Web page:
What should men look for in face acne cleansers?

Do men need to treat acne in any special way? See more personal hygiene pictures.
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Nothing plagues a teenage life and self-esteem more than acne. At a time when social approval is so important and personal self-worth hangs in the balance, acne comes along to ruin everything. It can be especially hard for guys, as many facial cleansers are marketed and geared toward female consumers. And while girls are encouraged to use facial products and makeup to cover up acne, most guys don't feel comfortable using concealer to hide those blemishes (though some makeup products, like "The Men Pen," are made for guys).

What's worse is that some men struggle with acne even beyond adolescence. And although the acne might not be as severe, nor your self-esteem as easily hurt as it was in high school, it can still be embarrassing. So, many guys look for an acne cleanser to stop the problem before it starts. But how can consumers tell the difference between an effective acne remedy and mere overpriced soap that claims to improve complexion?

It starts with understanding what causes acne. Acne starts beneath the surface of your skin in a hair follicle, which receives sebum (oil) from an attaching sebaceous gland. Oil, which is good for your skin, is transported to the skin surface through the hair follicle. But androgen hormones can produce so much oil that it plugs up the pore (the opening at the surface of the skin), forming a microcomedo.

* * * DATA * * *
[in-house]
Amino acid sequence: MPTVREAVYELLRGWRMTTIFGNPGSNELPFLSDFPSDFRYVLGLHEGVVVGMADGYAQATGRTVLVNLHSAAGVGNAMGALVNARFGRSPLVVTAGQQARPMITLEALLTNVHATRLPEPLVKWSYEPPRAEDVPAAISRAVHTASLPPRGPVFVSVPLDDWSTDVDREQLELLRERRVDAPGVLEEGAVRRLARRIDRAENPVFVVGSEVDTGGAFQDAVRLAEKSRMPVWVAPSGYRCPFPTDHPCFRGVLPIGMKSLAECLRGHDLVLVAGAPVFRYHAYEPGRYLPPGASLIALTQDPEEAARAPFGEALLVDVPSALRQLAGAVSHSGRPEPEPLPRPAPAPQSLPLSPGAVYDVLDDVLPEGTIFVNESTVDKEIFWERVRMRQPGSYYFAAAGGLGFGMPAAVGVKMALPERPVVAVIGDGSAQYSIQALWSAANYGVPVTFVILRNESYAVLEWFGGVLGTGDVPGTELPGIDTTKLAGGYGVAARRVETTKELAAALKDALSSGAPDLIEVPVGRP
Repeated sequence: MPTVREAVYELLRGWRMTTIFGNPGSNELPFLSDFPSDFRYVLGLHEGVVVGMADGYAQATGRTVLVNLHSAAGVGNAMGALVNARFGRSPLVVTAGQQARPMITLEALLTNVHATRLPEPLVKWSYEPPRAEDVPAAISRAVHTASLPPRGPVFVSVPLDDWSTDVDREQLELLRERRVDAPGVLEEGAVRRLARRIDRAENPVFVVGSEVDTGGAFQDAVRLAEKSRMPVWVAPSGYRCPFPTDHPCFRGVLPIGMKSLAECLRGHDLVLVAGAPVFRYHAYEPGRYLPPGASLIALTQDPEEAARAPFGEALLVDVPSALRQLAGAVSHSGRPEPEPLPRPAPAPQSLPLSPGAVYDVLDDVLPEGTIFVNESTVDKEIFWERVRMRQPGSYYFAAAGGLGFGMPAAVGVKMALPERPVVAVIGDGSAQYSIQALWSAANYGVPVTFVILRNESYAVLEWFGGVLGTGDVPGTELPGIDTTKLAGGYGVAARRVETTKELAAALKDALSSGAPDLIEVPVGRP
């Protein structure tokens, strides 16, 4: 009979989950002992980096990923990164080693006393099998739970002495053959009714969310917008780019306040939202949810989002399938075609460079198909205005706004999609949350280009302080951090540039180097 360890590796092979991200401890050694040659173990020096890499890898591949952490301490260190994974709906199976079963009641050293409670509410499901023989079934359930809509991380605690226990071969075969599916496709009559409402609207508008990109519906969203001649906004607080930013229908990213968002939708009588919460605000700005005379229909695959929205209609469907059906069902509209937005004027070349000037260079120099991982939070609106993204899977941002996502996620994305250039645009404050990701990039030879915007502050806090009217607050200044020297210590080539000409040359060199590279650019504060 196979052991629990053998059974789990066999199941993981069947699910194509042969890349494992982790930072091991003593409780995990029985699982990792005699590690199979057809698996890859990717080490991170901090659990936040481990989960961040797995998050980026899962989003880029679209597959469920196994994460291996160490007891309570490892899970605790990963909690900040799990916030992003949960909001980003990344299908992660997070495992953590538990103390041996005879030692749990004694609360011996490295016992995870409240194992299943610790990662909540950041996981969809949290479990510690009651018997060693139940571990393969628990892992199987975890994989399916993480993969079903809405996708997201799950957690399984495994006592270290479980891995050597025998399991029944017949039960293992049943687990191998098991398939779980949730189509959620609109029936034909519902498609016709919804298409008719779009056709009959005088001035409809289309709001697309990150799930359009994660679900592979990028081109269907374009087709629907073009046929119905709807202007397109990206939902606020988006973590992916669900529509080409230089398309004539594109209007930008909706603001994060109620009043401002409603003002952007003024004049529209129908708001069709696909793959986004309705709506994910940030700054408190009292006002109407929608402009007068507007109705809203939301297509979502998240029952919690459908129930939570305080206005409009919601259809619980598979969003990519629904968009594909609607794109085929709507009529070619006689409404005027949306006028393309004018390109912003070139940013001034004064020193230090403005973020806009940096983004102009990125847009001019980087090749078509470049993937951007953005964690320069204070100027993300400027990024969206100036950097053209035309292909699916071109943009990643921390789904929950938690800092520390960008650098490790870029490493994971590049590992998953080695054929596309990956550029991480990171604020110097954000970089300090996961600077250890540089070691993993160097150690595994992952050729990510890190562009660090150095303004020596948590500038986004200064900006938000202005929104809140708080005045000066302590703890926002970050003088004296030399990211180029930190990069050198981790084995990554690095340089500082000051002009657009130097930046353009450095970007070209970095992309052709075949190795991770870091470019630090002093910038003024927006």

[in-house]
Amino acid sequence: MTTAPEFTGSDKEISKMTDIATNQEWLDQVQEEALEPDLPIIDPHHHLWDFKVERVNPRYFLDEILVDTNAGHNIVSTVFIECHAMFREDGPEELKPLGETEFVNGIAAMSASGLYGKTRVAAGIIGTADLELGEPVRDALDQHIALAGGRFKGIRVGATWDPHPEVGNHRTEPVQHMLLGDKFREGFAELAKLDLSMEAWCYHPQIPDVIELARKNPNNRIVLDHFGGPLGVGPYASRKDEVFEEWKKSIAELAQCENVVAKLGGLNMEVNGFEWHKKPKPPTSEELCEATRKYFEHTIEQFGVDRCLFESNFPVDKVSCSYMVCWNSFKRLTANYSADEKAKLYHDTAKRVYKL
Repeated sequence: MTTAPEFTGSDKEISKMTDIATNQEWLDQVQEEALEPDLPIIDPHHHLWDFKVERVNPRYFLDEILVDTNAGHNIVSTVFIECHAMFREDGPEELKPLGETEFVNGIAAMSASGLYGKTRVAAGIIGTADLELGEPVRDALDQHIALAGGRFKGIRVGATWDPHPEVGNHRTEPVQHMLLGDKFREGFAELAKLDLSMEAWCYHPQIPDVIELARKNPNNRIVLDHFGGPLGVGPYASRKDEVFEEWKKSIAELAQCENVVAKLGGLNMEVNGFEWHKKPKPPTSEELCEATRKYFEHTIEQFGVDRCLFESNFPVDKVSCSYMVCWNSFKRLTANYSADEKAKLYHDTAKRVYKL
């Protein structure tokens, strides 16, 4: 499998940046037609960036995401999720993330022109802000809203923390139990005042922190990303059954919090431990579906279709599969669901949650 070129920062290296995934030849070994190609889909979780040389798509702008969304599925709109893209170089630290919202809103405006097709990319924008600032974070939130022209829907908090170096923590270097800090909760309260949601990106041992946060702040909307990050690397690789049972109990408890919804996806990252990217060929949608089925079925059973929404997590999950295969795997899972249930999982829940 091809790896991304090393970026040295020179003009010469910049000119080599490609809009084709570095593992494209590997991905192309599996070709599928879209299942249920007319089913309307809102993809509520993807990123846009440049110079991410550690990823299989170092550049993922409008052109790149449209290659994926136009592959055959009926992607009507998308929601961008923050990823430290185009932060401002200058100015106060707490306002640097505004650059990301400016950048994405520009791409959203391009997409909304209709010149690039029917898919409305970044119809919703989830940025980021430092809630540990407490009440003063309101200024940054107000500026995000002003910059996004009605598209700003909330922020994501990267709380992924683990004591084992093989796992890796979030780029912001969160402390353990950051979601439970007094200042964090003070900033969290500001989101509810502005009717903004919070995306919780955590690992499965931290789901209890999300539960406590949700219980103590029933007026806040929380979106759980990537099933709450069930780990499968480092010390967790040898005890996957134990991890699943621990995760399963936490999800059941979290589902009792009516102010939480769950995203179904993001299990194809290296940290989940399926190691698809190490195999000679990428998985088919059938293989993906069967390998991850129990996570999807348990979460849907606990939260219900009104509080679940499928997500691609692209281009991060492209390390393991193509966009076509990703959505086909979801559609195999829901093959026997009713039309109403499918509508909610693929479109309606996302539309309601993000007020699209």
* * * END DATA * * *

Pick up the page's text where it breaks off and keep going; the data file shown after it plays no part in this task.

In time, pressure from the sebum buildup in the microcomedo causes the whole thing to blow up and expand, forming a comedo (plural, comedones). A comedo that breaks open is known as a blackhead, and one that stays below the surface is known as a whitehead. A bacterium known as Propionibacterum acne (P. acne) can then infect the comedo, causing inflammation.

Next, we'll explore how different acne cleansers treat the condition.


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